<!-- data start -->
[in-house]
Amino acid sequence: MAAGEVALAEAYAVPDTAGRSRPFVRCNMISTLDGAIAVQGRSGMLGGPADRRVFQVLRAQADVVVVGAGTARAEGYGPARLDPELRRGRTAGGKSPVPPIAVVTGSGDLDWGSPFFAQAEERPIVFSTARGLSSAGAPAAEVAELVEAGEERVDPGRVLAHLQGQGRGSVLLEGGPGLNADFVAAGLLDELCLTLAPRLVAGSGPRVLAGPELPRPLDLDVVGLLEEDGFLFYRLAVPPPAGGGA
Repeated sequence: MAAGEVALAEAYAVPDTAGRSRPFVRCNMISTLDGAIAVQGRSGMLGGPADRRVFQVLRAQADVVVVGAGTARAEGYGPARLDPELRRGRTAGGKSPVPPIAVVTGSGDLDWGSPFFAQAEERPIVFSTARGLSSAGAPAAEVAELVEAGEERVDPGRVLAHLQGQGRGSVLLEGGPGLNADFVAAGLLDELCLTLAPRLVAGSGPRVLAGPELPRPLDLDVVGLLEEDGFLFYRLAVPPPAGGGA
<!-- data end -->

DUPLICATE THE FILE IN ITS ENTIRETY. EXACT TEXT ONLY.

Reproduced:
[in-house]
Amino acid sequence: MAAGEVALAEAYAVPDTAGRSRPFVRCNMISTLDGAIAVQGRSGMLGGPADRRVFQVLRAQADVVVVGAGTARAEGYGPARLDPELRRGRTAGGKSPVPPIAVVTGSGDLDWGSPFFAQAEERPIVFSTARGLSSAGAPAAEVAELVEAGEERVDPGRVLAHLQGQGRGSVLLEGGPGLNADFVAAGLLDELCLTLAPRLVAGSGPRVLAGPELPRPLDLDVVGLLEEDGFLFYRLAVPPPAGGGA
Repeated sequence: MAAGEVALAEAYAVPDTAGRSRPFVRCNMISTLDGAIAVQGRSGMLGGPADRRVFQVLRAQADVVVVGAGTARAEGYGPARLDPELRRGRTAGGKSPVPPIAVVTGSGDLDWGSPFFAQAEERPIVFSTARGLSSAGAPAAEVAELVEAGEERVDPGRVLAHLQGQGRGSVLLEGGPGLNADFVAAGLLDELCLTLAPRLVAGSGPRVLAGPELPRPLDLDVVGLLEEDGFLFYRLAVPPPAGGGA